In 1902 , Theodore Foucar opened Foucar's Cafe at 429 Walnut St. The interior boasted of gold-gilt mirrors and a polished mahogany bar trimmed with Brazilian onyx and Vermont marble. Free roast beef lunches were given out. One room was called the rathskeller. It was styled in eighteenth century Flemish with black oak walls, mounted elk heads and a large fireplace dominating one end of the room. A friend and supporter of the art community, Foucar adorned his walls with paintings by many of the local artists including John Rettig, Henry Farney and sculptor, Clement Barnhorn.
Entrance #1 Entrance #2 Main Counter Wall opposite Main Counter
At first glance the first two Kraemer postcards of the entrance to Foucar's above look identical, but upon closer examination it can be seen that when Kraemer produced the first card they (or, more likely, Theodore Foucar) were not happy with the image because the two Foucar signs were not completely in the image. They then produced the second card in which they moved the signs down the two columns until they could be read. The backs of the two cards are completely different.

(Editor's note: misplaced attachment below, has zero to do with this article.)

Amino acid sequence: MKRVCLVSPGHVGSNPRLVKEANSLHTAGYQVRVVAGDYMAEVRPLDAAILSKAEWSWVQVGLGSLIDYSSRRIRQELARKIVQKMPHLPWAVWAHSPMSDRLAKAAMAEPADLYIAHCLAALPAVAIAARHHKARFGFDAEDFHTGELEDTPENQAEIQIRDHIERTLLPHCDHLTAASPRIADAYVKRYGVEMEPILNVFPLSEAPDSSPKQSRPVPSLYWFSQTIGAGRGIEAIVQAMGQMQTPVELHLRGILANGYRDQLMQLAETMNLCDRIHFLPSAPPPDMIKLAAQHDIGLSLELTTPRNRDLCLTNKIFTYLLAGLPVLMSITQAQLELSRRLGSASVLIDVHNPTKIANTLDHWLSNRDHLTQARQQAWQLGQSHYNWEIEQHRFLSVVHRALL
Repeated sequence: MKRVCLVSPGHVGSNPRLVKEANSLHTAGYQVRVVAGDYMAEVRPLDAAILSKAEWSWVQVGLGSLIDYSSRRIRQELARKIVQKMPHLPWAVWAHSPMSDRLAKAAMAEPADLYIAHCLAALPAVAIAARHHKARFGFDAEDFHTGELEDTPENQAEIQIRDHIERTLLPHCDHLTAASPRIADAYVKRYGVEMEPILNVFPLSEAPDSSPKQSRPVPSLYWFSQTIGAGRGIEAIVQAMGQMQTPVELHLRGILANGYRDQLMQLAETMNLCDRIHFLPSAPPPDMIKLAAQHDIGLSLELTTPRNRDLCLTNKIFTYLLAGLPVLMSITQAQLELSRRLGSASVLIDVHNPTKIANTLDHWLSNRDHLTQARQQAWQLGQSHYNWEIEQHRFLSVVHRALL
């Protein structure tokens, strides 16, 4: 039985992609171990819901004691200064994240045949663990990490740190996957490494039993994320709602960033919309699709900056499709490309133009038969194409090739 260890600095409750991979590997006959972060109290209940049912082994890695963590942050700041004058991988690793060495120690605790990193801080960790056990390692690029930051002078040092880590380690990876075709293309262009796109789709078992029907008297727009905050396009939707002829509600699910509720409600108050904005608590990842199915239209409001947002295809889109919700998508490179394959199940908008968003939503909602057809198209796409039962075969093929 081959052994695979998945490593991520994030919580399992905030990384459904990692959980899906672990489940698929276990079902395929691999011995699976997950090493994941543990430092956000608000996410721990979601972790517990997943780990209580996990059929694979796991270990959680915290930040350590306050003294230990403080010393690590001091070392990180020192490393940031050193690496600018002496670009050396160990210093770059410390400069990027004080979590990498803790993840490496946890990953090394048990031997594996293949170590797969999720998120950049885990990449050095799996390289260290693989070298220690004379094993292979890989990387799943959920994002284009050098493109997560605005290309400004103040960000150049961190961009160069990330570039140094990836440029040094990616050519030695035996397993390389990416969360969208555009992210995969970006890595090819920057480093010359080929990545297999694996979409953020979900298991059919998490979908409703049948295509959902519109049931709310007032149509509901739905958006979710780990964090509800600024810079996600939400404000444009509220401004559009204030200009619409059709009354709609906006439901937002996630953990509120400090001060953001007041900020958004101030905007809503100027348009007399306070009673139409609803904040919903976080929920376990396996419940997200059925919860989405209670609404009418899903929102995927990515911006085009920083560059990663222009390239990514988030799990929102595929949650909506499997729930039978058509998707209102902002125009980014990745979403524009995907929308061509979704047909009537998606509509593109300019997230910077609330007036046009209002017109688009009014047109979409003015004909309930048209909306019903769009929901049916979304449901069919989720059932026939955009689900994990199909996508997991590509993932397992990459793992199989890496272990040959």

Drawing Drawing of Rathskeller Rathskeller Actual Photograph
Frank Duveneck's Siesta
Frank Duveneck was also a regular visitor to Foucar's and his pastel of a reclining nude female called "Siesta" (AKA Foucar's Nude) hung opposite the main counter. Although women were not allowed entrance to saloons at this time, the ladies of Cincinnati heard so much about this painting that they demanded that it be removed. Foucar donated the painting to the Cincinnati Art Museum, saying "That girl was too naked for my saloon, but she was not too naked for high society." This painting, plus all the others, can still be seen at the Cincinnati Art Museum.
Not a postcard Postcard